Living into my kind promises (and contemplating writing a new book), I discovered that several of my promises seem to say the same thing. There are shades of difference, but they are very similar. Consider this:
I will surrender patiently.
I will open to each moment.
I will be tender with weaknesses.
All three of them are about opening to what is. Therefore, I am considering creating a new kind promise.
I have been looking at the contributions of positive psychology. Positive psychology, according to psychology professor Robert Emmons, is “scientifically informed perspectives on what makes life worth living.” He identifies three key strengths: forgiveness, gratitude and humility. Humility is the only strength not included in my kind promises. Emmons says there is no easy definition of humility, but it involves an accurate sense of one’s own strengths, acknowledgment of gaps in knowledge and limitations, openness to new ideas and an ability to “forget the self.” Do I want to create a kind promise about humility?
I am taking an online class right now in James Baraz “Awakening Joy. The qualities he suggests as important to a joyful life include intention, mindfulness, gratitude, integrity, letting go, connection, loving ourselves, compassion and the joy of being. From that list, integrity and the joy of being are not reflected in my kind promises. Integrity. By integrity, he means thinking and acting in a way that will enhance the well-being of yourself and others, being true to yourself. Do I want to create a kind promise about integrity?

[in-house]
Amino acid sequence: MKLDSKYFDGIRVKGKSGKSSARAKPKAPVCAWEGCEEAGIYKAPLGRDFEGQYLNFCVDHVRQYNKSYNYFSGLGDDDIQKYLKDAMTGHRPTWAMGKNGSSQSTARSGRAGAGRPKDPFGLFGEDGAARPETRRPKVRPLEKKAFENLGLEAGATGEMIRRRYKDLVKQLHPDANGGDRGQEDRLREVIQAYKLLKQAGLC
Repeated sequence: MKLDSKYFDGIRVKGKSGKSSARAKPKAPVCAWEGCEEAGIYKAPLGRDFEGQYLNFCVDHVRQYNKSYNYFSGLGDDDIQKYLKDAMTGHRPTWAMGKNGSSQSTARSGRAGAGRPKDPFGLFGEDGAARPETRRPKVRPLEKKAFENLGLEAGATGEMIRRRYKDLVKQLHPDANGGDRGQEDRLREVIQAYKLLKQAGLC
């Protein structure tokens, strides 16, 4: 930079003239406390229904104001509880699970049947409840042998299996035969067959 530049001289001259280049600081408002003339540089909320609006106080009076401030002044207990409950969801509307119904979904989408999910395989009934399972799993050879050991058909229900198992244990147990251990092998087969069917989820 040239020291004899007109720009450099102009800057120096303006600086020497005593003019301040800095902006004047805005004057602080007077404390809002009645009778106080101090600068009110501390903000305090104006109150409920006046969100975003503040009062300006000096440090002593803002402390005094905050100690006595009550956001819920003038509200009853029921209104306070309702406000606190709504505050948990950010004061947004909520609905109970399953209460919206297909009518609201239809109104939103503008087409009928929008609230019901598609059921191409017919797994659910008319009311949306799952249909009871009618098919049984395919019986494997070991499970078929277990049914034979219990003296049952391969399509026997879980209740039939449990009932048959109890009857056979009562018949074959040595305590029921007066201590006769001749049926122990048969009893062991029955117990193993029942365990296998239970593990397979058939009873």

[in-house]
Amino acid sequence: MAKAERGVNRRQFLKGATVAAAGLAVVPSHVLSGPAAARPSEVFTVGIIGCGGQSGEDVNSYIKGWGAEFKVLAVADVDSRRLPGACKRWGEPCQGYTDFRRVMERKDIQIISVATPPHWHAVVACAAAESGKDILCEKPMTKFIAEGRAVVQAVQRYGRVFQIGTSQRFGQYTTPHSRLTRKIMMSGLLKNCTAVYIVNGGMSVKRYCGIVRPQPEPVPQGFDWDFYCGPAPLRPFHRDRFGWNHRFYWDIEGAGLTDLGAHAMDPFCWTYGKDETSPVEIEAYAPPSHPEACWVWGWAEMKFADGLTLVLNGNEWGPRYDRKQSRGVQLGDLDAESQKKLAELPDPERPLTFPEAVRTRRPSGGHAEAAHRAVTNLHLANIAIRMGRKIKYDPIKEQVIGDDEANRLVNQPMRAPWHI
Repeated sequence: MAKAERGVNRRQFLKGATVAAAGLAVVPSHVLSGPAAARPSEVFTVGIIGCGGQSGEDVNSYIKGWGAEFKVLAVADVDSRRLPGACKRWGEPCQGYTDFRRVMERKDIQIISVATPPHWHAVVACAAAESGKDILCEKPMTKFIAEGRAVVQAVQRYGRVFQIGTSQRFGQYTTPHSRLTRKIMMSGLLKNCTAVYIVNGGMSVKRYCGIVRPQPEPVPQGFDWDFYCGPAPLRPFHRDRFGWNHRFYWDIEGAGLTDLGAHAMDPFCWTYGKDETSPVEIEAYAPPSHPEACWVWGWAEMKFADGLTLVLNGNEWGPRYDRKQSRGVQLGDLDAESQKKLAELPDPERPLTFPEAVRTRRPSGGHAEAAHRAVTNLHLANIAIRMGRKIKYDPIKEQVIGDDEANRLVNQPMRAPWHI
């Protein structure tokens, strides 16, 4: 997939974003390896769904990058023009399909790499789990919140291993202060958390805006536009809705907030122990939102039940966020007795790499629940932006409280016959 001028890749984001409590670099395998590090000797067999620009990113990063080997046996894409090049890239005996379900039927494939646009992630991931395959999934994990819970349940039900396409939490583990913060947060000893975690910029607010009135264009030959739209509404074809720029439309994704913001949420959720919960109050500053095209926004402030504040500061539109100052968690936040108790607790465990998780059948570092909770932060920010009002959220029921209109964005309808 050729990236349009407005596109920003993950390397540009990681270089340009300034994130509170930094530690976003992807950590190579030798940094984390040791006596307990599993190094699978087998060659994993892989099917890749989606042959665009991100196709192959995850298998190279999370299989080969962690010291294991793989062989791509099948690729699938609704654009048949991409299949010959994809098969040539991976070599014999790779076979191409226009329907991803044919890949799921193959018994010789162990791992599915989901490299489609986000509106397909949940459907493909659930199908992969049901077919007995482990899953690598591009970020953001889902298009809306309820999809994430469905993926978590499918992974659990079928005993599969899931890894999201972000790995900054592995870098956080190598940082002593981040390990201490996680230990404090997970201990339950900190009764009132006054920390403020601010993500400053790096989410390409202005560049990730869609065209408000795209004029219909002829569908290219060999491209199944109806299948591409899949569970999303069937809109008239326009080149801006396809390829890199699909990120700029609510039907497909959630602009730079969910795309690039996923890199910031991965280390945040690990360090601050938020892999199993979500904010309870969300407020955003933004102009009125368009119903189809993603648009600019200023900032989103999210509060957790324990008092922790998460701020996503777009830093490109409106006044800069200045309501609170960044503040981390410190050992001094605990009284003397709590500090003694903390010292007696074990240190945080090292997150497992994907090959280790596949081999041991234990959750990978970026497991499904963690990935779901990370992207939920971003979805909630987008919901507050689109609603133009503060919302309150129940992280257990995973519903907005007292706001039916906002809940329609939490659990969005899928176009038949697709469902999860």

The Greater Good Science Center has several themes: gratitude, altruism, compassion, empathy, forgiveness, happiness and mindfulness. Of those, I think altruism is missing from my kind promises. They define altruism as “when we act promote someone else welfare, even at a risk to ourselves.” Do I want to create a kind promise about altruism?
Lastly, I considered Brené Brown’s definition of “wholehearted living.” She concludes authenticity, self compassion, resilience, gratitude, intuition, play, calm, meaningful work and laughter, song and dance. That list is very different from any of the others, but I wanted to include it because I am such an admirer of her work. The themes I don’t see reflected in my promises (or integrated into the practice of them) are intuition and meaningful work. At first, I thought “well, I can toss ‘meaningful work’ out, because I am “on disability.” In fact, as my disability increases the issue of how I spend my days gets more important. Do I want to create a kind promise about meaningful work?
What have I learned?
I suspect that “surrendering patiently” is, in fact, practicing humility. Perhaps surrender is about humility and “I will open to each moment” is about mindfulness. Being tender with weaknesses may also be a practice in humility.
So, what kind promise will I practice this month?
“I will spend my days in a way that enhances the well-being of myself and others.” This promise is inspired by James Baraz’ definition of integrity and Brené Brown’s concept of meaningful work. I become concerned, as my physical abilities decline, that I will watch TV all day. I want to remain connected to current events. I want to be a positive presence in the lives of the people around me. This promise will replace patient surrender in the future.
We’ll see how that goes… If you were making a kind promise for the month, what would it be?
Whoa, whoa, whoa. Did I just catch you discounting the importance of your writing? That you make or that anyone makes the effort of sharing thoughts in coherent written form surely does count as “meaningful work” in my estimation.
Thank you, Trudi. Naming my experience matters. In the process of articulating a vision for what may come, I lost sight of the benefit of what is happening now.